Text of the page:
By mid-1969 the team was back in its old familiar state of demoralisation and, when John Surtees refused to drive the new P139 V12 car after its front suspension had failed on the opening lap of the British GP, Rudd planned extensive tests at the Nurburgring, to which Surtees declined. The Stanleys backed driver against engineer, and Rudd took up a long-standing offer to develop Lotus cars and engines for Chapman.

Tony Southgate and Tim Parnell joined the team as designer and team manager, and with the death of Ernest Owen and Sir Alfred’s disabling stroke that year Jean and Louis Stanley became joint managing directors of BRM – with Mr Stanley as chairman.

Pedro Rodriguez, BRM P153

Pedro Rodriguez, BRM P153 Rainer W. Schlegelmilch

Rainer W. Schlegelmilch

In 1970-71 he attracted Yardley sponsorship for his team, perpetuating BRM’s ‘all-British’ image. Southgate’s immediate reaction on arrival at Bourne was, “Bloody hell, we can only improve”, and he found it a parochial place, isolated and out of the mainstream of development.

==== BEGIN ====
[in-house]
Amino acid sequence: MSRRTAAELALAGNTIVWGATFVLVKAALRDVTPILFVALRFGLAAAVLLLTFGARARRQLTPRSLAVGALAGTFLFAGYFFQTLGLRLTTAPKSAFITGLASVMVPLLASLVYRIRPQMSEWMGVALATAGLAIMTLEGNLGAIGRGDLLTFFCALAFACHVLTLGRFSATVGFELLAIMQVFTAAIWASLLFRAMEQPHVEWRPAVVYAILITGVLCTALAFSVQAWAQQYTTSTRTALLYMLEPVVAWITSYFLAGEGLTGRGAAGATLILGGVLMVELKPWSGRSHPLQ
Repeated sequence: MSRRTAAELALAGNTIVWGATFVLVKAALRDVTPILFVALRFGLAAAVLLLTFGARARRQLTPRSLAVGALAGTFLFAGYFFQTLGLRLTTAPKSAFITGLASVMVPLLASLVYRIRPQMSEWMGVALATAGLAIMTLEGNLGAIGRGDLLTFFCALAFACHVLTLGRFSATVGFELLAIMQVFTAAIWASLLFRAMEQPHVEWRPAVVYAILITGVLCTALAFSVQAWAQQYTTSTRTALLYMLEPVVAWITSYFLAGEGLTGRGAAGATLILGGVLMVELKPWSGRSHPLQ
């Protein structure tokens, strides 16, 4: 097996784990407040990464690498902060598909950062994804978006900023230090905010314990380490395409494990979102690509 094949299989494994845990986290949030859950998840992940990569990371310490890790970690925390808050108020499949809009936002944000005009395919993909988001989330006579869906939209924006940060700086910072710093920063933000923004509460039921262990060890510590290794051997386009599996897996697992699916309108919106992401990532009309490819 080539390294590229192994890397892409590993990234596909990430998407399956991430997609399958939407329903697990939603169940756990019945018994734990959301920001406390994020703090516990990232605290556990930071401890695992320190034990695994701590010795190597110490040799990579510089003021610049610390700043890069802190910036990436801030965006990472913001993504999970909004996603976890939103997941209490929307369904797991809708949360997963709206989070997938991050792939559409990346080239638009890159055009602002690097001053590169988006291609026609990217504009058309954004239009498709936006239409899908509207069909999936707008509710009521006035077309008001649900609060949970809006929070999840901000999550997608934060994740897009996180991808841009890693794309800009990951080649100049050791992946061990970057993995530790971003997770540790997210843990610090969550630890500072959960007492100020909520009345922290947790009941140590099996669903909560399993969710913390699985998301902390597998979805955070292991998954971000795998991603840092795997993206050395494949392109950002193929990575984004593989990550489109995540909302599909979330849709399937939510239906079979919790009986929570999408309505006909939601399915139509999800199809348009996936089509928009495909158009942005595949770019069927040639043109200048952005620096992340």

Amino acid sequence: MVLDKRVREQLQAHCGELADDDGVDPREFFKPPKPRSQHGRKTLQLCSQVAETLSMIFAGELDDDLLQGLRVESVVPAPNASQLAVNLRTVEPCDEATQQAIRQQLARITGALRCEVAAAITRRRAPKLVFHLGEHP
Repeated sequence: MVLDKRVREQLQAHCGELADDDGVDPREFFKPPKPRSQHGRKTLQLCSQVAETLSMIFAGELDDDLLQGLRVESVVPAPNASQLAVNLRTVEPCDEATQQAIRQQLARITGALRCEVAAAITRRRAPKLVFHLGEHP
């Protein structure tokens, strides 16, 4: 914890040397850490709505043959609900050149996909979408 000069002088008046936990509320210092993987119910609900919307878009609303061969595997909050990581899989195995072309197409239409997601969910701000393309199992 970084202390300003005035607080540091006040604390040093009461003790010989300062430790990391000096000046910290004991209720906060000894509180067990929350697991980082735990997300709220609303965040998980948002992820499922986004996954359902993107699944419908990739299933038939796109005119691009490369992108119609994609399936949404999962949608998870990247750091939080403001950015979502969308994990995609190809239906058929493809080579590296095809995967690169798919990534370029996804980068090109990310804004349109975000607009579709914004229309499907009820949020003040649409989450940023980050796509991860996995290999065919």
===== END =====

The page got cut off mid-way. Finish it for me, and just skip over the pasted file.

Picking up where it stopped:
BRM had an outdated shape, and parts were made in a way calculated more to make full use of the incredible engineering plant than to make those parts competitive.

Southgate’s new cars were very competitive, and Pedro Rodriguez and Jo Siffert were to bring BRM back to the top in those years, only to both die in unimportant races.

Relations were strained between Stanley and Yardley by the end of 1971, and in early 1972 he announced a new tie-up with Marlboro, and talked of plugging the name ‘BRM’. There were schemes to build 10,000 BRM invalid chairs a year, for BRM road wheels, for BRM snowmobiles to be made in Canada, and for a 200mph BRM road car.

A deal with Aston Martin for the road car foundered in their tanged difficulties but, after starting and finishing five cars in the 1971 US GP, BRM attempted to do so regularly under Marlboro colours.

Jean-Pierre Beltoise scored the team’s lone victory at Monaco during this red-and-white period, and during 1973 relations between Stanley, Marlboro, Clay Regazzoni and Niki Lauda deteriorated into charge and counter-charge. Stanley referred to “picking up other teams’ reject drivers” and considered he “could not make thoroughbreds out of selling-platers”.